Initiating the discussion, during a cut motion, Congress legislator from Nongthymmai, Charles Pyngrope compared the situation in the country with that of foreign countries.
Pyngrope pointed out that, driving licences in the state are easily available but in foreign countries, a person who wants to obtain one has to go through stringent tests.
According to him drivers in other parts of the world take tests upto ten times before they become eligible for a driver’s licence.
“By doing so it is not that the department wants to deny one a licence but the aim is to give multiple tests so that a driver knows the rules of driving,” Pyngrope said.
The Congress legislator from Nongthymmai rued that drivers in Shillong adopt no law.
He also said that even the police department do not know the rules.
“Officers must know the rules first before they enforce it on the streets,” Pyngrope added.
Opposition Congress legislator from Nongpoh Mayralborn Syiem, pointed out to the fact that signages in rural roads are written in English.
“Such signages should be in the local language for villagers to understand,” Syiem said.
Zenith M Sangma said that laws should be enforced effectively even as he pointed out to political interference when rules are enforced.
Opposition leader, Dr Mukul Sangma, pointed out to the fact that the National Highway Authority of India, has not responded to suggestions for building foot bridges for pedestrians in the National Highway.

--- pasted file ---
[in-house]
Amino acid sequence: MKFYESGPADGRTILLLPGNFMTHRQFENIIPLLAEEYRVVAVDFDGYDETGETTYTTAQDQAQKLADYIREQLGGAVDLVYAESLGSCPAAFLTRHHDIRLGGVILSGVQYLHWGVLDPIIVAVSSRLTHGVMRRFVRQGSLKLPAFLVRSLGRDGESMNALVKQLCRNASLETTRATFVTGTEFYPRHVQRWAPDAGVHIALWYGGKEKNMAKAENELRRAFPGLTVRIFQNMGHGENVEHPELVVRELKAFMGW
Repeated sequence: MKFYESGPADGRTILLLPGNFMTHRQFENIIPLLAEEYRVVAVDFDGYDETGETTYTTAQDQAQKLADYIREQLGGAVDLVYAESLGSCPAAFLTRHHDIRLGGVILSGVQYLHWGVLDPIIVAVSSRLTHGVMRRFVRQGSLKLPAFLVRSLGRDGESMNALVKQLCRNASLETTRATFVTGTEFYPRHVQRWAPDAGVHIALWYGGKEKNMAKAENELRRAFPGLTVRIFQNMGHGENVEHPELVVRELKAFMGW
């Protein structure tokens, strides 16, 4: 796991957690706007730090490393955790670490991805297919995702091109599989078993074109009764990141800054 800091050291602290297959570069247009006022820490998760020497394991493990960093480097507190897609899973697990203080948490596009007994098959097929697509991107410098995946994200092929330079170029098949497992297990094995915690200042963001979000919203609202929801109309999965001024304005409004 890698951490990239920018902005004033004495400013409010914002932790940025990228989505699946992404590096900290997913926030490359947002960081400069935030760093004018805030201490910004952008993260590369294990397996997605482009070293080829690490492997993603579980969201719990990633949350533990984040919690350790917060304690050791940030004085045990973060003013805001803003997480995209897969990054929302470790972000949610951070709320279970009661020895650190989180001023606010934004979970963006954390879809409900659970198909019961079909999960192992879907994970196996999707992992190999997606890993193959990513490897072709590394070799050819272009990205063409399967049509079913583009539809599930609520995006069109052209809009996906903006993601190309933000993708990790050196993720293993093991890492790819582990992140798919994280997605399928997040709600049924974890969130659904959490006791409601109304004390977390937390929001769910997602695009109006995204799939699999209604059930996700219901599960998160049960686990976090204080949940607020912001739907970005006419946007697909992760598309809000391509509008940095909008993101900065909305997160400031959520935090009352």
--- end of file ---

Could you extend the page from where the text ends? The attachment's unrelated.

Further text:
“While driving in good roads at high speed, we should ensure those vulnerable (pedestrians) are taejn care off,” Dr Sangma said.
Meanwhile, the government informed the House that a comprehensive database management system concerning road safety will be developed as crash data is the key source of information for planners, facilitators and researchers.
“To achieve this, we will seek the Centre’s assistance and all concerned departments will invest resources in collection, creation/upgrading data analysis. An IT-enabled National Highway Surveillance will be put in place in collaboration with the Union ministry of road transport and highways,” Transport Minister Sniawbhalang Dhar said.
Stating that the government will take steps to ensure that best practices in planning, design and construction of roads are adopted in the state, he said that a certain percentage of not less than 5 per cent of such project cost could be deployed for road safety measures.
Informing that the government will ensure to adopt the practice of Road Safety Audits, the minister said the audit would be conducted before the design stage.
“The black spots or accident prone areas will be identified on the basis of the intensity and severity of accidents using appropriate indicators, and effective measures to reduce the black spots would be taken,” Dhar added.
Moreover, he said hospitals along the national and state highways would be equipped to provide trauma care and rehabilitation.